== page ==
Trailer: Gimme Shelter


This film, which features Vanessa Hudgens in a change-of-pace role, looks good and life-affirming.  However, there are two reasons for concern.

First off, the movie is being released in January, which is traditionally the time of year that all of the really bad movies are released.

Secondly, the trailer features three quotes praising the film but they’re all from the same review.

Hopefully, Gimme Shelter will beat the odds.

44 Days of Paranoia #11: Police, Adjective (dir by Corneliu Porumboiu)

For today’s entry in the 44 Days of Paranoia, I want to take a look at Police, Adjective, a Romanian film from 2009.

Alex (Alexandru Sabadac) is a teenager who has recently been accused of being a drug dealer by a police informant.  Burned-out detective Cristi (Dragos Bucur) is assigned to follow Alex and keep him under surveillance and, ultimately, gather enough evidence to send Alex to prison.

However, Cristi quickly realizes that Alex is just a bored kid who likes to smoke weed with his friends.  Cristi realizes that Alex isn’t a threat to anyone and, that by doing his job, Critsi will essentially be ruining Alex’s life.  As well, Cristi feels that the informant is a bigger threat than Alex but he’s told that the informant is the son of a powerful man and therefore, won’t be prosecuted.

After spending the majority of the film watching Alex and dealing with the drudgery of the never-ending police bureaucracy, Cristi has a meeting with his superior, Anglehache (played, with a subtle brilliance, by Vlad Ivanov).  Cristi argues that there’s no reason to arrest Alex and send him to prison for seven years.  Anglehache responds by opening a dictionary, forcing Cristi to read the definition of the word “police,” and then explaining why the law must be rigidly enforced regardless of logic.  It’s now up to Cristi to decide what’s more important, his conscience or the demands of the state.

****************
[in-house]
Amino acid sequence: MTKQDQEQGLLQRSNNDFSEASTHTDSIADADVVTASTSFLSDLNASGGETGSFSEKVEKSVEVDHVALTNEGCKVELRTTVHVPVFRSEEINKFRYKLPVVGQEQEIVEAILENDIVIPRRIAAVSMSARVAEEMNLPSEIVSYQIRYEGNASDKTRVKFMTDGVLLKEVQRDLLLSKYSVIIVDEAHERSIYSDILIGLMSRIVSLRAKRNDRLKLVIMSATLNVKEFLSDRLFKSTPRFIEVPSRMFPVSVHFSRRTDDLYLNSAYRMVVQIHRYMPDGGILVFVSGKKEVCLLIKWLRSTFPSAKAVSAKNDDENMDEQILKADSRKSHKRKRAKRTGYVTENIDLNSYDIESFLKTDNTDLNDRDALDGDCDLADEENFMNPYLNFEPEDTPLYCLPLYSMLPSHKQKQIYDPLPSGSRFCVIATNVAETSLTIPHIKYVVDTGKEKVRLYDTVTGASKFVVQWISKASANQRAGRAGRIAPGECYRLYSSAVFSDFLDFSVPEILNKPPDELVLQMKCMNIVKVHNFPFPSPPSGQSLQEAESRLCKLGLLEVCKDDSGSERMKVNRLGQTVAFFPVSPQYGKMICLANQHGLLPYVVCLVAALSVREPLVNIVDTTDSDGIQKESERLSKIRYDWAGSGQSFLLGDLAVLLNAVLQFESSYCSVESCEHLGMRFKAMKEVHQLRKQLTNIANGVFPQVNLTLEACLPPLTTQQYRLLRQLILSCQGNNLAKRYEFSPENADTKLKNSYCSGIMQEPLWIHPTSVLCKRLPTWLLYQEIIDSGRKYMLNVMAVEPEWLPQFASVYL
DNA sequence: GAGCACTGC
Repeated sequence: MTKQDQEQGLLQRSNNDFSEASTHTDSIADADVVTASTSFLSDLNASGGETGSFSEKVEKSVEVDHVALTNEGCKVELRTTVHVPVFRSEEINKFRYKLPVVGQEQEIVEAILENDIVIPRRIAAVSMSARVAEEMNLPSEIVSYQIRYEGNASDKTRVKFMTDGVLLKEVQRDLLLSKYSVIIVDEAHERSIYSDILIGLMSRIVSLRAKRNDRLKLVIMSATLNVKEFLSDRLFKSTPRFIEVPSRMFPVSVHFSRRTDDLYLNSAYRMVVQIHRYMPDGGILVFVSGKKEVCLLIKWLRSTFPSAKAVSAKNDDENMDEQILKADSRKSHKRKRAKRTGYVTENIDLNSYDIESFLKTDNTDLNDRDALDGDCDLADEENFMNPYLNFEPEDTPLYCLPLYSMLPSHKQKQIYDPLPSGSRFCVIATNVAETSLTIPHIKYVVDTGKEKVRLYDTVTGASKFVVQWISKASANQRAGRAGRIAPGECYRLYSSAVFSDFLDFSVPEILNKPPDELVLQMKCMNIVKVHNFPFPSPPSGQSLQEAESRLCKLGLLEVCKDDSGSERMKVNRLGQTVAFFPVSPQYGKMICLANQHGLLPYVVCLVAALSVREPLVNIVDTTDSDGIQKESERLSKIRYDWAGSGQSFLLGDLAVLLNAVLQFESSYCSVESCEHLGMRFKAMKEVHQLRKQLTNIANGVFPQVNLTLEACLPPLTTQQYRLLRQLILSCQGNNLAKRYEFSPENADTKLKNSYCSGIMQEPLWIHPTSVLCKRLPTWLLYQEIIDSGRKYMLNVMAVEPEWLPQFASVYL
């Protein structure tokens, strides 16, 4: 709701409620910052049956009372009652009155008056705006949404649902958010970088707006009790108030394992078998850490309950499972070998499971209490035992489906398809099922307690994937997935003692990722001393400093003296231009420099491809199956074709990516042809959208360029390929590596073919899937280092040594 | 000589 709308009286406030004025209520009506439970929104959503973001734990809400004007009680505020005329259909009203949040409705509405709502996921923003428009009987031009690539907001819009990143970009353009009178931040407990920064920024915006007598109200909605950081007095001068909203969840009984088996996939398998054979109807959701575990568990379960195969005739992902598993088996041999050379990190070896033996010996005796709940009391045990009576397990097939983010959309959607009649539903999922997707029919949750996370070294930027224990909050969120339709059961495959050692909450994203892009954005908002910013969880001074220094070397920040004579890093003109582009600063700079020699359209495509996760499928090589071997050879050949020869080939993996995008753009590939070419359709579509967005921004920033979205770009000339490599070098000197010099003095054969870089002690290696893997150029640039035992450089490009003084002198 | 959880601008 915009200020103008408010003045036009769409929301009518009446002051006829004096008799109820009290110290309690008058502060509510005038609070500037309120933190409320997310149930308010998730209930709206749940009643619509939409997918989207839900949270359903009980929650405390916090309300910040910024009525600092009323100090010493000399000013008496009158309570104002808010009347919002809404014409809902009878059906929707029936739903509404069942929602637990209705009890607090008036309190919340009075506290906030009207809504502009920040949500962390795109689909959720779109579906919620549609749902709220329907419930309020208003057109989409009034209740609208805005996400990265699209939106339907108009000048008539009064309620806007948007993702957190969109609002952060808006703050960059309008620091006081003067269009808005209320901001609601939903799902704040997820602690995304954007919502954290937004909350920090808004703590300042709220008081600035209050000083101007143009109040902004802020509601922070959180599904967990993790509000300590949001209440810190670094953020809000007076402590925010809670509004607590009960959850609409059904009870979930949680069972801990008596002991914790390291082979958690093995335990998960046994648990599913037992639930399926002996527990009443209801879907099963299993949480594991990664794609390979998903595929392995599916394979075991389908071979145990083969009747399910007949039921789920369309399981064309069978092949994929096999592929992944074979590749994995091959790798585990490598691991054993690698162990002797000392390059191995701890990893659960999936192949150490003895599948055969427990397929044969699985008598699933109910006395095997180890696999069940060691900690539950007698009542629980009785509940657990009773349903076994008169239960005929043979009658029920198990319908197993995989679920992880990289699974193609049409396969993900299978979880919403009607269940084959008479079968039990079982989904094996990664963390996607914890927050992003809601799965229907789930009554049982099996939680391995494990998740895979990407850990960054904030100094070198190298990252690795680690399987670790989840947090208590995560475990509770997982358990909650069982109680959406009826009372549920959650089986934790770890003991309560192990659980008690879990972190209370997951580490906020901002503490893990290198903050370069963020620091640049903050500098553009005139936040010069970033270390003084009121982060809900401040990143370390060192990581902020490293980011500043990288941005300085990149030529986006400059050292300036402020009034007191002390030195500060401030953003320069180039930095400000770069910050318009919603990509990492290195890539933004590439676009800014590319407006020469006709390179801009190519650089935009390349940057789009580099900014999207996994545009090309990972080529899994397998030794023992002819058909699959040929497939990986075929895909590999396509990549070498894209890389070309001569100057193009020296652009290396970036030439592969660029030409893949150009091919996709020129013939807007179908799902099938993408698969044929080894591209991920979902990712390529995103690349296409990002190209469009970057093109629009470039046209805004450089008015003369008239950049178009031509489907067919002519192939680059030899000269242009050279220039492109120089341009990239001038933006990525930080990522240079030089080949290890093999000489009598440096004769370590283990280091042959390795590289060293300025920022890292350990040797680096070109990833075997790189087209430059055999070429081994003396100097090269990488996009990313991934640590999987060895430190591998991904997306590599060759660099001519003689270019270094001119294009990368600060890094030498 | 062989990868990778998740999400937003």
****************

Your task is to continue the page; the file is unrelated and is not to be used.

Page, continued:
I can still remember the Saturday afternoon that I spent watching Police, Adjective.  My reason for wanting to see the film was simple: I had never seen a Romanian film before and, living in Texas, there was a pretty good chance that Police, Adjective would be my only opportunity to do so.  I approached all of my friends and every member of my family and I said, “We have to see this movie!  It’s from Romania!”  I could tell by their reactions that they weren’t quite as enthusiastic as I was.  “Fine!” I declared, “I’ll see it by myself!”  And that’s exactly what I did.  Early in the morning,  I went down to the Dallas Angelika and I saw Police, Adjective.

When the film started, there were 7 other people sitting in theater.  The first two walked out after 15 minutes.  The next one left at the 30 minute mark.  As the rest of the film played out, I was aware of the other four viewers getting frustrated.  I could hear them impatiently rattling their popcorn bags.  I could hear a few of them demanding, under their breath, to know how The Dallas Morning News could have possibly given this film a good review.  I could hear them as, one-by-one, they stood up and walked out of the theater.  By then end of the movie, I was the only one left.

Now, you should understand that Police, Adjective features no violence, no profanity, no nudity, and no mention of religion.  In short, the audience didn’t leave because it was offended by anything it had seen.  Instead, they left because Police, Adjective is quite literally one of the slowest films ever made.  It’s a police film that features no action but instead emphasizes the drudgery of both the work and existence in general.  For 90 minutes, we watch as Cristi secretly follows and observes Alex.  During that time, Alex pretty much does nothing.  Then eventually, Cristi goes back to a depressingly shoddy-looking police station, questions whether the law is worth enforcing, and gets a lecture from a guy with a dictionary.